By the Numbers (Love Logic #3) by K.M. Neuhold



I always enjoy a good challenge.

Class ends and we all pack away our things and start to file out. Elijah walks quietly beside me, fidgeting with his glasses and the strap on his bag the way he always does when there’s something on his mind.

“Pax is still out of town, right?” I ask. His boyfriend travels nearly every week for work, which means Monday through Thursday, he’s usually on his own at their apartment.

“He’ll be home tomorrow.”

“You should come over for dinner tonight. It’s Theo’s turn to cook.”

“Sure,” he agrees. “I should probably work on this stuff for a little while first though.” He nods his head back toward the class we just left. “I’ll come by in a few hours?”

“Perfect.” That means I can swing by the Math Center for a while first. That thought is enough to energize me more than hours and hours of sitting through lectures on aerospace engineering and astrophysics.

I really shouldn’t have signed up for summer classes, not that my parents would hear any of that nonsense. Sometimes it’s easier to go along with what they want rather than starting a fight about it. And by sometimes, I mean, I’m hoping eventually I’ll grow a spine and tell them to back off and let me make some of my own decisions.

Elijah and I part ways and I head toward the Math Center a few blocks away. I randomly walked past this place right after I moved here last year, and I remember having the strangest flutter of excitement at the thought of tutoring younger kids in math. So, I went inside and signed up as a volunteer. Since then, I’ve been tutoring a few nights a week, whenever I can manage to fit it into my schedule. Which is another great reason to de-prioritize sex right now.

A smile automatically spreads over my face when the building comes into view, Alfie, one of my favorite students standing right in front of it, shuffling his feet against the sidewalk.

“Aw, waiting for me, kid?” I ask when I get close. He looks up and his frown turns into a halfhearted attempt at a smile.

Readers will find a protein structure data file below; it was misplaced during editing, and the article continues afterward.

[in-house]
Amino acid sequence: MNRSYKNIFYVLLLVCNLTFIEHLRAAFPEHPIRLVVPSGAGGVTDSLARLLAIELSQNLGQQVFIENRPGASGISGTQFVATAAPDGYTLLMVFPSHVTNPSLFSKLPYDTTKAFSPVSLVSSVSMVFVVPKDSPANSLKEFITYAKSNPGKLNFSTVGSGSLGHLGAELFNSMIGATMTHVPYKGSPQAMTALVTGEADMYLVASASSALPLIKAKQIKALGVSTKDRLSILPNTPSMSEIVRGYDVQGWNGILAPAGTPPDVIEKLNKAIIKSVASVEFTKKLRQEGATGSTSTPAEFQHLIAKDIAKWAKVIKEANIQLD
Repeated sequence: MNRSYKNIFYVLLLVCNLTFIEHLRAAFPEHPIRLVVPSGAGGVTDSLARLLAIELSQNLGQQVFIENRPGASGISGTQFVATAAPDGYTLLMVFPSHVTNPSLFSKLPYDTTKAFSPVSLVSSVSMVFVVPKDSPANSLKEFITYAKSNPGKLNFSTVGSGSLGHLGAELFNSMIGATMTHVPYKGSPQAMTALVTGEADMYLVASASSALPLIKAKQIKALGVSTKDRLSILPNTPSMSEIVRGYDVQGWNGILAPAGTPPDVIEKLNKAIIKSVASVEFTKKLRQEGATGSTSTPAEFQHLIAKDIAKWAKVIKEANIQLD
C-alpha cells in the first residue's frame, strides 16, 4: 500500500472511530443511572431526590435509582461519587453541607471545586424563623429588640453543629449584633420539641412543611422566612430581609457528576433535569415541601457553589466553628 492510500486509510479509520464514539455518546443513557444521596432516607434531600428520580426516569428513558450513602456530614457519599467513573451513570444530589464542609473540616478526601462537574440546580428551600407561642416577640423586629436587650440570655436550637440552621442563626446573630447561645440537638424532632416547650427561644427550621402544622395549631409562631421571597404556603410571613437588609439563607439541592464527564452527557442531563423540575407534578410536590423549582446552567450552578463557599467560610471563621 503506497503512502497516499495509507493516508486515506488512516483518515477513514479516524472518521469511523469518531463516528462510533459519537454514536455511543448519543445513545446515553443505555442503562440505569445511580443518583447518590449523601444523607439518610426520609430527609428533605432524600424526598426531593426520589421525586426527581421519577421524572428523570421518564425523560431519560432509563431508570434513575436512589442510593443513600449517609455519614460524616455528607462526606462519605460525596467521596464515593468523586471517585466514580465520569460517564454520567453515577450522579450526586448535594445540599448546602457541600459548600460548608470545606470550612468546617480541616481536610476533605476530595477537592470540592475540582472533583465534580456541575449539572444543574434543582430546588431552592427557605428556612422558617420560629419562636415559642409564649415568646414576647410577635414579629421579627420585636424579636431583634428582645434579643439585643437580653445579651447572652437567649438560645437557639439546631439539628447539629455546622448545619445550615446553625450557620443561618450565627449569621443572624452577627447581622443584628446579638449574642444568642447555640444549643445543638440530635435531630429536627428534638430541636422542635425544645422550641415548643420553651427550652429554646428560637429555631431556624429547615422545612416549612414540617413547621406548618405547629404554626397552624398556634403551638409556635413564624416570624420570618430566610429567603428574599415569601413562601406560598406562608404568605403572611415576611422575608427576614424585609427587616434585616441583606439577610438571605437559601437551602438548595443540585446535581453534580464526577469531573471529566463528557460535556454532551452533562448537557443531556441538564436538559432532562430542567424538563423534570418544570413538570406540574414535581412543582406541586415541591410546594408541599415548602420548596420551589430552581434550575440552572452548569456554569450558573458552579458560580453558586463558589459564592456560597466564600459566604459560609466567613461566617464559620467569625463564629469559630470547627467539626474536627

“Just hoping if I stand out here long enough, I might magically become good at math before I go inside.” He stuffs his hands into his pockets and lets his shoulders sag.

“First of all, no one here is good at math, that’s the whole point,” I say with a wry grin.

“You’re good at math,” he argues, shaking his head to get his bangs off of his forehead without having to take his hands out of his pockets.

I roll my eyes. “That’s why I’m the tutor. If I was bad at math, we’d all be fu-in trouble.” Phew, close catch. Can’t be dropping the f-bomb in front of ten-year-old kids. At least I’m pretty sure you can’t. He’s probably the only ten-year-old I’ve been around since, well, not even since I was ten. I was already in advanced classes at that age and spending most of my time either studying or trying to fit in with older kids.

“I guess,” he grumbles.

“And second of all,” I add, “no one is bad at math. We just haven’t found the right trick to fit your way of learning. Which makes this really all my fault, not yours.”

He smiles a little again, just barely a tilt of the corner of his mouth like he doesn’t want to give in that easy. “You suck then,” he jokes.

“I’ll try harder,” I promise. “Ready to go in and give those multiplication drills another shot?”

“I guess,” he agrees, scuffing the toe of his sneaker against the sidewalk again before finally pulling a hand out of his pocket and reaching for the door handle. I’m about to follow him in when my phone starts to vibrate in my pocket.

“Go on in, I’ll be right there,” I tell Alfie before stepping over to the side to lean against the building. Taking a deep breath to brace myself for the conversation I know is about to happen, I then reach for my phone. “Hi, Mom,” I answer lightly.

“Hi honey, you’re finished with classes for the day, right?” she asks as if she doesn’t have my schedule taped to her refrigerator at home along with my exam schedule and copies of each syllabus.

“Yes.”

“Oh good, I wouldn’t want to interrupt you if you were on your way to class. How’s the semester going so far? Are you studying hard? I know it might be tempting to start coasting, but you’ve made it this far, and if you play your cards right, you—”

“Can do great things,” I finish for her. It has been her and my dad’s constant refrain since the second I was born, probably while I was still in the womb actually if I know them. “I’m working hard.” Well, hard-ish. Hard enough.